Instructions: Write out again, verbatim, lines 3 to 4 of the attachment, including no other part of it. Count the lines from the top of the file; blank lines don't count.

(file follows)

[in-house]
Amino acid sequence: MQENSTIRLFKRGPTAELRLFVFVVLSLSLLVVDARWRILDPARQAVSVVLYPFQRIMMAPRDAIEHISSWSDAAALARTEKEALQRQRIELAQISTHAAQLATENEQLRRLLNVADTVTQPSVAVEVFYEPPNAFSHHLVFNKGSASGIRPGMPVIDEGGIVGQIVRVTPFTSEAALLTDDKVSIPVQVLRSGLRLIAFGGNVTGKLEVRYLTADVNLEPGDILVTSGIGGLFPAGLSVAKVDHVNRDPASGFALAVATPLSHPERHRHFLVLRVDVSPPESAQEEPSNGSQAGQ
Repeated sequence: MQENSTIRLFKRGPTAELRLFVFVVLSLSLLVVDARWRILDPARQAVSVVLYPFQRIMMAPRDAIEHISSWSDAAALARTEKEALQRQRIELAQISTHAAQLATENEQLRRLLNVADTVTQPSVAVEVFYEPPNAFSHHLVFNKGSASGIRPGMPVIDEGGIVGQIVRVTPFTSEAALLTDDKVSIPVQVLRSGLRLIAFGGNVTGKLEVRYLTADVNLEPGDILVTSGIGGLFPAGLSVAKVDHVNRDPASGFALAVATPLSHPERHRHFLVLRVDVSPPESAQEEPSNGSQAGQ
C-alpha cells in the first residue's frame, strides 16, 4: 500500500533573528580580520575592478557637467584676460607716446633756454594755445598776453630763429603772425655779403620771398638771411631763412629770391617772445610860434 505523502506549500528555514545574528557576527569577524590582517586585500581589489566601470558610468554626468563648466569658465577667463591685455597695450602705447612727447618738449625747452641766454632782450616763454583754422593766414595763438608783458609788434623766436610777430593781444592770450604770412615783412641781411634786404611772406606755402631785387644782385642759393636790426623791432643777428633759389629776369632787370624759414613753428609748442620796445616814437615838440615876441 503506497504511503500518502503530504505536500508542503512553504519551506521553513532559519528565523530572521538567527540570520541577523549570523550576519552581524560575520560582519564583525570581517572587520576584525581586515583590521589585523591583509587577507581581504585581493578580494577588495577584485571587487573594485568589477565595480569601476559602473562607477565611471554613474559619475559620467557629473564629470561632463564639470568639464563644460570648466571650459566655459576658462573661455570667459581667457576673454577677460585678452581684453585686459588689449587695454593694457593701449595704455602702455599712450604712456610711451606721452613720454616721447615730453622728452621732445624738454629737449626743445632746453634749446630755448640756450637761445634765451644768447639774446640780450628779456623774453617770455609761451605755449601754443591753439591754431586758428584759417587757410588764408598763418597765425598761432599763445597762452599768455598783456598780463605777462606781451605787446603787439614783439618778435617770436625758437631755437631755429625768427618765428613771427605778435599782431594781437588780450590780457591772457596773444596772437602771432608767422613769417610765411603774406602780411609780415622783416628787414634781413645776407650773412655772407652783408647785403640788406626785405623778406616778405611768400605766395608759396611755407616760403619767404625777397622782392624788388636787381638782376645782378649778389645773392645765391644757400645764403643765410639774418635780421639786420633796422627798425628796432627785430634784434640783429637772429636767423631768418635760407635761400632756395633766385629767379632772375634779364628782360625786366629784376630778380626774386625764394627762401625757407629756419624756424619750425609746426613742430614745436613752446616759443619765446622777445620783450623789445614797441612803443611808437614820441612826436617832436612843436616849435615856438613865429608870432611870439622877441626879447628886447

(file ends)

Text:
Repeated sequence: MQENSTIRLFKRGPTAELRLFVFVVLSLSLLVVDARWRILDPARQAVSVVLYPFQRIMMAPRDAIEHISSWSDAAALARTEKEALQRQRIELAQISTHAAQLATENEQLRRLLNVADTVTQPSVAVEVFYEPPNAFSHHLVFNKGSASGIRPGMPVIDEGGIVGQIVRVTPFTSEAALLTDDKVSIPVQVLRSGLRLIAFGGNVTGKLEVRYLTADVNLEPGDILVTSGIGGLFPAGLSVAKVDHVNRDPASGFALAVATPLSHPERHRHFLVLRVDVSPPESAQEEPSNGSQAGQ
C-alpha cells in the first residue's frame, strides 16, 4: 500500500533573528580580520575592478557637467584676460607716446633756454594755445598776453630763429603772425655779403620771398638771411631763412629770391617772445610860434 505523502506549500528555514545574528557576527569577524590582517586585500581589489566601470558610468554626468563648466569658465577667463591685455597695450602705447612727447618738449625747452641766454632782450616763454583754422593766414595763438608783458609788434623766436610777430593781444592770450604770412615783412641781411634786404611772406606755402631785387644782385642759393636790426623791432643777428633759389629776369632787370624759414613753428609748442620796445616814437615838440615876441 503506497504511503500518502503530504505536500508542503512553504519551506521553513532559519528565523530572521538567527540570520541577523549570523550576519552581524560575520560582519564583525570581517572587520576584525581586515583590521589585523591583509587577507581581504585581493578580494577588495577584485571587487573594485568589477565595480569601476559602473562607477565611471554613474559619475559620467557629473564629470561632463564639470568639464563644460570648466571650459566655459576658462573661455570667459581667457576673454577677460585678452581684453585686459588689449587695454593694457593701449595704455602702455599712450604712456610711451606721452613720454616721447615730453622728452621732445624738454629737449626743445632746453634749446630755448640756450637761445634765451644768447639774446640780450628779456623774453617770455609761451605755449601754443591753439591754431586758428584759417587757410588764408598763418597765425598761432599763445597762452599768455598783456598780463605777462606781451605787446603787439614783439618778435617770436625758437631755437631755429625768427618765428613771427605778435599782431594781437588780450590780457591772457596773444596772437602771432608767422613769417610765411603774406602780411609780415622783416628787414634781413645776407650773412655772407652783408647785403640788406626785405623778406616778405611768400605766395608759396611755407616760403619767404625777397622782392624788388636787381638782376645782378649778389645773392645765391644757400645764403643765410639774418635780421639786420633796422627798425628796432627785430634784434640783429637772429636767423631768418635760407635761400632756395633766385629767379632772375634779364628782360625786366629784376630778380626774386625764394627762401625757407629756419624756424619750425609746426613742430614745436613752446616759443619765446622777445620783450623789445614797441612803443611808437614820441612826436617832436612843436616849435615856438613865429608870432611870439622877441626879447628886447